I eventually decided to give this book a read, since my brother is head over heels in love with the Shannara series. Every year there's a new Shannara book on his Christmas and Birthday list, so I decided to crack open the first one and see what all the fuss was about. I must be honest, I wasn't particularly impressed. This book is long--and not in the sense of word count; I've read books with higher word counts, in far less time. This one is long-winded. I simply could not get into it. Often while reading I would "zone out" for pages and pages, and then have no idea what was going on later in the story. The characters aren't particularly memorable, and their manner of speaking is inconsistent. That, coupled with the author's infuriating habit of using "the other" to refer to a speaker after the first speaker has just finished a two page diatribe, makes it insanely difficult to keep track of who's in a particular scene. There are more twists and turns in this book than a snakes and ladders game, and it's frequently also not entirely clear where one scene or point in time ends and other starts (see what I did there?). I've read many people bemoaning how derivative this book is of Lord of the Rings. I have to say, I didn't find that at all. Granted, there were certain small sections of this book which reminded me of lots of things I'd read in lots of books before, including but not limited to Lord of the Rings. However, many of those books were actually written AFTER this one, so which is derivative of which? Tolkein was the father of modern fantasy anyway, so all fantasy written since will always tend to have a semblance of familiarity with his books. Besides, I wasn't in love with Lord of the Rings anyway. There's not much more to say about this book. It's a decent story, I guess, but I found it those parts I was awake for a bit predictable. If you can follow the plot and all the characters (again, of which there are far too many, in my opinion), you might enjoy it. I didn't particularly, though.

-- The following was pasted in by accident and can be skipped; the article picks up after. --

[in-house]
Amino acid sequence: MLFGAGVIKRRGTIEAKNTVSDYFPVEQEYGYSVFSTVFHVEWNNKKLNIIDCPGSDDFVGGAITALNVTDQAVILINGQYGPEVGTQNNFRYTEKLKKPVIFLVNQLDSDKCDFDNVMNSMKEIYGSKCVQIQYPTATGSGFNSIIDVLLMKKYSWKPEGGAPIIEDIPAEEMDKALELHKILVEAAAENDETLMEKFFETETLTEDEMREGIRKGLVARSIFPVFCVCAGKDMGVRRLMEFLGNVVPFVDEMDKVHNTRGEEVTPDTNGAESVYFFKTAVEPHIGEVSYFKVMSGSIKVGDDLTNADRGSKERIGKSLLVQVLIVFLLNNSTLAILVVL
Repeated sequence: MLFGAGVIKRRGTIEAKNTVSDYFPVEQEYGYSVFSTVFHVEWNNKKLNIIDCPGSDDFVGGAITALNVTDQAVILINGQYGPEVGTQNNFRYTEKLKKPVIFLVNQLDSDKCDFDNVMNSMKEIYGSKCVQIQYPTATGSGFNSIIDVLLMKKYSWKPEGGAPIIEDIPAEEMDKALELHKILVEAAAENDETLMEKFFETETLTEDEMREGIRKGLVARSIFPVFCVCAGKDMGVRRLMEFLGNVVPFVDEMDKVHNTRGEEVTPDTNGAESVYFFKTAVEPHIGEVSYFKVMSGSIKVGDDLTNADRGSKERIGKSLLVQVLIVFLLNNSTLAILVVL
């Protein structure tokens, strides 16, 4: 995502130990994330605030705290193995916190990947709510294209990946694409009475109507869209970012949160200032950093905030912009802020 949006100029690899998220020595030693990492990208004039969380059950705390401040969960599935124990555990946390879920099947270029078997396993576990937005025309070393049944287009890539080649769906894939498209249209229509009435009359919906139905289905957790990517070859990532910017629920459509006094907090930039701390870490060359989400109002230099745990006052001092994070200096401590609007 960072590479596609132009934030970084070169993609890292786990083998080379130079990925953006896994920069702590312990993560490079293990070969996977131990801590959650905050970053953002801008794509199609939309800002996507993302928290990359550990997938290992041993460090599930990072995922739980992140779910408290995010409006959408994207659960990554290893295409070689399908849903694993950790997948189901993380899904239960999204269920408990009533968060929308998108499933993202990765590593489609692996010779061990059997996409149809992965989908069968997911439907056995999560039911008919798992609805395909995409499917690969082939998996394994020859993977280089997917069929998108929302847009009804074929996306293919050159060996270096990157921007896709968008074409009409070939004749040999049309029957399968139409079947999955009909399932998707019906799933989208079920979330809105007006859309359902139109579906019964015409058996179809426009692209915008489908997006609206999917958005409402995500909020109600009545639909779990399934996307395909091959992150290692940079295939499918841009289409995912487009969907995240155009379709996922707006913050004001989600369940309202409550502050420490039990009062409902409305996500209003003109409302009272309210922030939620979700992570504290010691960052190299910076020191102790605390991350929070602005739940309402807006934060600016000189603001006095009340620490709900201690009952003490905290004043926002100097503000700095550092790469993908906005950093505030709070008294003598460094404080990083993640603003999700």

Anonymous 6 months ago
A real page turner.
Anonymous More than 1 year ago
kashasha More than 1 year ago
The book was okay...the characters seemed pretty one-dimensional and the quest portion very choppy. I had to force myself to pick it up time after putting it down. Some of the elements were quite imaginative and I respected and enjoyed that. Sadly, there wasn't a single female character until three-quarters of the way through the book. All in all, it was pretty lackluster and definitely did not live up to the hype.
CinnamonE More than 1 year ago
Fantastic! Nothing more need be said.
Anonymous More than 1 year ago
Anonymous More than 1 year ago
My next favorite after Tolkien!
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Jasmyn9 More than 1 year ago
This was a fun book, but it seemed to pull a lot of elements that I had read in other books. We have the unlikely hero and his sidekick setting off on a quest given to them by a strange figure that seems mythical and extremely powerful. So powerful that many times throughout the story I wondered why he didn't just do more to help the group out.  I enjoyed the history of the world very much. It was a different look at some of the traditional races of dwarves, elves, gnomes, and humans. This history and the way mysticism had replaced technology was great. The few times they ran into relics and remnants of the past were some of my favorite part. I wish I had seen more of them. There were several scenes that were too descriptive. There is only so long that I want to read about how they walk through the tall grass or wander through tunnels. The story was a good one, but I think it was a little too hyped up for me and didn't live up to expectations.
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The Shannara series is the best Epic Fantasy books I have ever read. It even surpasses Tolkiens LoR. Which you're all apparentally are in love with. I found it too detailed and boring. I had to force my way through the book.